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Our view: New chief faces challenges, opportunities

At Issue

Steamboat Springs’ new police chief, Cory Christensen, will enter his new job with a full plate of challenges

Our View

We encourage the new chief to view these challenges as an opportunity to begin rebuilding the department’s damaged relationship with the city it serves

Editorial Board

Suzanne Schlicht, publisher and COO

Lisa Schlichtman, editor

Jim Patterson, assistant editor

Tom Ross, reporter

Diane Moore, community representative

Carl Steidtmann, community representative

The city of Steamboat Springs is emerging from a difficult summer in terms of its relationship with the police department, a relationship deeply wounded both by a series of allegations that ultimately led to the departure of former Police Chief Joel Rae and Deputy Chief Bob DelValle and the city’s attendant reticence with regard to the particulars of those allegations.

At Issue

Steamboat Springs’ new police chief, Cory Christensen, will enter his new job with a full plate of challenges

Our View

We encourage the new chief to view these challenges as an opportunity to begin rebuilding the department’s damaged relationship with the city it serves



Many still want to know if the subsequent investigation supported the allegations or repudiated them, and we certainly understand that desire.

But at this point, it’s water under the bridge; the time has come for both the city and the department to move forward, and we hope last week’s hiring of Cory Christensen as Steamboat’s new police chief will prove the first step in our collective journey beyond the mistrust and unanswered questions that arose in the wake of last summer’s controversy.

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We think there’s good reason for such hope.

Christensen, who is to assume his new duties in Steamboat on Nov. 16, brings with him an impressive resume.

In addition to his more-than 26 years in law enforcement, most recently as Assistant Chief of Police for Fort Collins, he holds bachelor’s degrees in mass communication and informational technology and a master’s degree in leadership and organizational studies, all of which should serve him well as he goes to work on the challenging tasks ahead.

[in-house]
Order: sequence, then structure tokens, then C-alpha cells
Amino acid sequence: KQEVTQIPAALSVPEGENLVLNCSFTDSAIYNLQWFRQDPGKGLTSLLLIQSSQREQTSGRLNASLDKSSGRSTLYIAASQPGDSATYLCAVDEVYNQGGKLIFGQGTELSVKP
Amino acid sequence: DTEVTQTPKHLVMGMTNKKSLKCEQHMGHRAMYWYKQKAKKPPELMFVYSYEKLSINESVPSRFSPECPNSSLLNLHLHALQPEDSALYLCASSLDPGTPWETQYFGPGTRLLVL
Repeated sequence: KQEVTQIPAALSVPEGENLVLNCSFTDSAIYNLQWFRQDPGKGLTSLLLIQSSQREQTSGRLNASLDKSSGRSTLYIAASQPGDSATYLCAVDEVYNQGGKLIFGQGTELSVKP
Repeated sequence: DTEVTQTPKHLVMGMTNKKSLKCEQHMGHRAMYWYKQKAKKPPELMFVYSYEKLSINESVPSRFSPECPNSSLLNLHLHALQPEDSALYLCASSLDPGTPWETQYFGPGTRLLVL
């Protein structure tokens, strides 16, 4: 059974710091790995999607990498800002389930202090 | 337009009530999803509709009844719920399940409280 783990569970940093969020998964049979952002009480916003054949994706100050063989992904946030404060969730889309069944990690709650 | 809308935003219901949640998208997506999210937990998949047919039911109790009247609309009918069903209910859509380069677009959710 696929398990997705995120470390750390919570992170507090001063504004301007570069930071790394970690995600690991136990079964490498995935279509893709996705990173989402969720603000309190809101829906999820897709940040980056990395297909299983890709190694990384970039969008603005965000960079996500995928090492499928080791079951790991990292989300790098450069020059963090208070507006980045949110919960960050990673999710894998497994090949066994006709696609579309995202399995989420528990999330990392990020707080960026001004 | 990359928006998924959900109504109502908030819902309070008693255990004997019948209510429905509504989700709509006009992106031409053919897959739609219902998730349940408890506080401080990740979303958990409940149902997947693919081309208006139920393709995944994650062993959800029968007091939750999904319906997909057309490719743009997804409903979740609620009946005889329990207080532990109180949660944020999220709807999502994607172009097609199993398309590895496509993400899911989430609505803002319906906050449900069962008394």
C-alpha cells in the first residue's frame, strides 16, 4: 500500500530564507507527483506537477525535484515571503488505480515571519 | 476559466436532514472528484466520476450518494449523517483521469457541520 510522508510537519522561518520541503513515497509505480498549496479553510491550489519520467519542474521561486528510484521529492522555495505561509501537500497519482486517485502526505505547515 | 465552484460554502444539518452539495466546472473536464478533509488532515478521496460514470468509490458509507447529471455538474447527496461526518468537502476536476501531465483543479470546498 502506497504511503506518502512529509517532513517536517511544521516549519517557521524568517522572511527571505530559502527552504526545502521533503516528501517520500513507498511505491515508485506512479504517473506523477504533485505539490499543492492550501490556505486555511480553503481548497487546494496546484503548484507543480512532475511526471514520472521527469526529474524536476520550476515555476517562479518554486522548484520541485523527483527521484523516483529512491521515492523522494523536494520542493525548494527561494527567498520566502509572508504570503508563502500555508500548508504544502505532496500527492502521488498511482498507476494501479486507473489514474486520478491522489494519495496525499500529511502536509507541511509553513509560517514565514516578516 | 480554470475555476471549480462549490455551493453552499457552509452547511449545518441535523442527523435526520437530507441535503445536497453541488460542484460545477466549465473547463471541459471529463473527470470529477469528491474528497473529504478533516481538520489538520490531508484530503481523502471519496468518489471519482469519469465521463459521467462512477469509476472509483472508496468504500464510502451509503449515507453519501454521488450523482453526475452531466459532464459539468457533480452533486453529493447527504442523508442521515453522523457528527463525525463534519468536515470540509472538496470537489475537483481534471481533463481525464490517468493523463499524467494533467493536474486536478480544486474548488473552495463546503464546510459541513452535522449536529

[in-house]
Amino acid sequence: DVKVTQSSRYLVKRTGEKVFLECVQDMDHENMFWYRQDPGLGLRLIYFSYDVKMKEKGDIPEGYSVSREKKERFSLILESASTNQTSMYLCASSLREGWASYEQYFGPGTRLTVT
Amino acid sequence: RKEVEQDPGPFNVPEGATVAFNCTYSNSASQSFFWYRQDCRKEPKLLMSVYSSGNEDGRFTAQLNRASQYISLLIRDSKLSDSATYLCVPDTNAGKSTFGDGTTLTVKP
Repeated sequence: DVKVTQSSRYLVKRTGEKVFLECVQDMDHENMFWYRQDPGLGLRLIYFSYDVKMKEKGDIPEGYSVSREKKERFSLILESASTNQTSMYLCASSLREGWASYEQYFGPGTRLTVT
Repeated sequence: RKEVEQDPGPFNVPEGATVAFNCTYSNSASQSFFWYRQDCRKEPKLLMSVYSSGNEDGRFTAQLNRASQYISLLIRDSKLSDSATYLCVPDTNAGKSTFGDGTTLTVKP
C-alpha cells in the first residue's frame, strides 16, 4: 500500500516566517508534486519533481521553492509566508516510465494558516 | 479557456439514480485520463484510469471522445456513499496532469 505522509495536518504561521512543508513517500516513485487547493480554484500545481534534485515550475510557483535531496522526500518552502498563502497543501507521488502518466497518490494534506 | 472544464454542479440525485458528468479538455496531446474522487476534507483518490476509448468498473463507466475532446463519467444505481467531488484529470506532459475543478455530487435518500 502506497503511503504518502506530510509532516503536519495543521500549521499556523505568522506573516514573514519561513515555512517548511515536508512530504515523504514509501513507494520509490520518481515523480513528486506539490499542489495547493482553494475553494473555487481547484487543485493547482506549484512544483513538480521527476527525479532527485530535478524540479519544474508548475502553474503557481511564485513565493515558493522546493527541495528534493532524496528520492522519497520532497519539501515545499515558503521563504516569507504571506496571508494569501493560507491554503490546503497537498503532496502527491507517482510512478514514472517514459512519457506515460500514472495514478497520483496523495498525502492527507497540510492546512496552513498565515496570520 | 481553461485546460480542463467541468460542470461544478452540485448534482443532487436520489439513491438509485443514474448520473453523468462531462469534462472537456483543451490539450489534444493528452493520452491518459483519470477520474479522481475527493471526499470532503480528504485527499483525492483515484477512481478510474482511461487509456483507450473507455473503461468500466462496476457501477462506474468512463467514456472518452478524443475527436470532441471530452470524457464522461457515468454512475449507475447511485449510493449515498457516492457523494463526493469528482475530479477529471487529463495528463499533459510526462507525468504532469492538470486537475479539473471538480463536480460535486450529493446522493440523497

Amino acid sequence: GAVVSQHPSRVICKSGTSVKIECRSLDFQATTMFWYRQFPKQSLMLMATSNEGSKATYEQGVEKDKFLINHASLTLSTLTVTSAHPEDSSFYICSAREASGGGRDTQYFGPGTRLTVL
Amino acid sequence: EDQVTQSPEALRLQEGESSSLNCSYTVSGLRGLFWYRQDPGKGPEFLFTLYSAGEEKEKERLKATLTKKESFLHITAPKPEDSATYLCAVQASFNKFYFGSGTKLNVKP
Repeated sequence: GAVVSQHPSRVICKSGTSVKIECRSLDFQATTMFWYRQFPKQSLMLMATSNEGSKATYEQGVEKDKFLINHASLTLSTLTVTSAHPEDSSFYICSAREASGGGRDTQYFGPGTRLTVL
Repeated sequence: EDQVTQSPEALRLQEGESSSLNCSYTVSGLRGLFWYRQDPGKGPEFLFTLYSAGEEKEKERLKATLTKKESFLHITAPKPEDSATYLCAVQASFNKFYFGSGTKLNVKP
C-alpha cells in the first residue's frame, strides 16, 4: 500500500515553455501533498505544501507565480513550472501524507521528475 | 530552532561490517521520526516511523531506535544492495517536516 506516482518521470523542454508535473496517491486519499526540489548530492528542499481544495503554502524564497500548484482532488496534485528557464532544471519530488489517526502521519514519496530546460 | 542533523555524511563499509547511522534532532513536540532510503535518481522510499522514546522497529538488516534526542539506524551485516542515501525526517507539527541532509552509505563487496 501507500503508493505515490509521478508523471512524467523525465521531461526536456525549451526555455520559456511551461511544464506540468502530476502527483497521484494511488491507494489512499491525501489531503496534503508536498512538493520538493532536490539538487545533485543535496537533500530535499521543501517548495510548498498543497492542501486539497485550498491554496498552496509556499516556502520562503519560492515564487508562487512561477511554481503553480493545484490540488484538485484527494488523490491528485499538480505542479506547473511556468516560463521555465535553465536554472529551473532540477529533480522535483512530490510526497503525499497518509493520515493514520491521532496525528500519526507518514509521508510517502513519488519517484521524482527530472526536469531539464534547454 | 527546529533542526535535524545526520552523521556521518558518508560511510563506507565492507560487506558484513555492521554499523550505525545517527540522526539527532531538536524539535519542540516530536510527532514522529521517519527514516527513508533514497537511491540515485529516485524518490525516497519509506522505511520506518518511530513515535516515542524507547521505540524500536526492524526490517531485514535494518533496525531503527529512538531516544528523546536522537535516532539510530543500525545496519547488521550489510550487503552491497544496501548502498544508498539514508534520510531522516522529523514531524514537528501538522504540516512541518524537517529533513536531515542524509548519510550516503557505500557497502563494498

For these reasons, we are hopeful that Christensen — with his expertise in communication and his stated policy of transparency — may indeed be the right person to move the department forward and repair the rifts that have opened during the past few months, both internally and externally.

But in and of itself, the hiring of a police chief will not be nearly enough to mend the department’s wounded relationship with the city it serves, nor will it cure the toxic culture that has come to characterize the department.

Such imposing tasks call for more than academic credentials or real-world experience — they demand decisive action.

We are not law enforcement professionals and do not presume to tell Christensen how to do his job. But we are observers, and based on what we’ve observed these past several months, we suggest several areas and problems the new chief might look to in the opening days of his tenure.

First, trust must be restored, and a prerequisite of trust is open, honest communication. Christensen himself noted near the end of the hiring process that law enforcement agencies tend to say “I can’t tell you” far too often, and while we realize there are times and situations in which certain information must be kept from the public, we think such times and situations should be the exception rather than the rule. Trust requires understanding, and understanding proceeds only from candid communication.

Second, Christensen must address the perception the Steamboat Springs Police Department is an exclusive club to which only Caucasian males need apply. Ideally, the makeup of a police force should mirror the makeup of the community it serves — a community that includes people of both genders and of varied races and creeds. And sadly, the SSPD — rightly or wrongly — has come to be seen by many as an organization and culture hostile toward female and minority employees.

Both the department and the community need to see tangible evidence of efforts to change this culture, and because so many of the SSPD employees who lived and worked through the era that spawned and nurtured it are still there, change may prove difficult and will definitely take time. But it’s crucial for the new chief to show the community such change is underway. Perhaps the hiring or promotion of a highly qualified female or minority candidate into a leadership role would be a good place to start, as it would send a clear and unmistakable message that change is on the way.

Third, we hope the new chief will prioritize mending fences with the Routt County Sheriff’s Office. Both agencies share common goals and face similar challenges, and often, their tasks overlap. This overlap can lead either to antagonism or collaboration, competition or cooperation. It seems obvious that collaboration and cooperation are the more desirable, and moving toward the possibility of a new shared facility on the RCSO campus will require — and facilitate — such a collaborative relationship.

These are but a few of the challenges the new chief will face, and while they are daunting, we’ve found the most difficult challenges typically yield the most promising opportunities and the most beneficial results.

So the challenges — daunting though they may be — are, at the same time, opportunities, and the potential reward of meeting those challenges — of seizing those opportunities — is a community in which the police department and the residents it serves are partners, working together in a trusting relationship toward the betterment of all.

We hope Christenson will take advantage of them.


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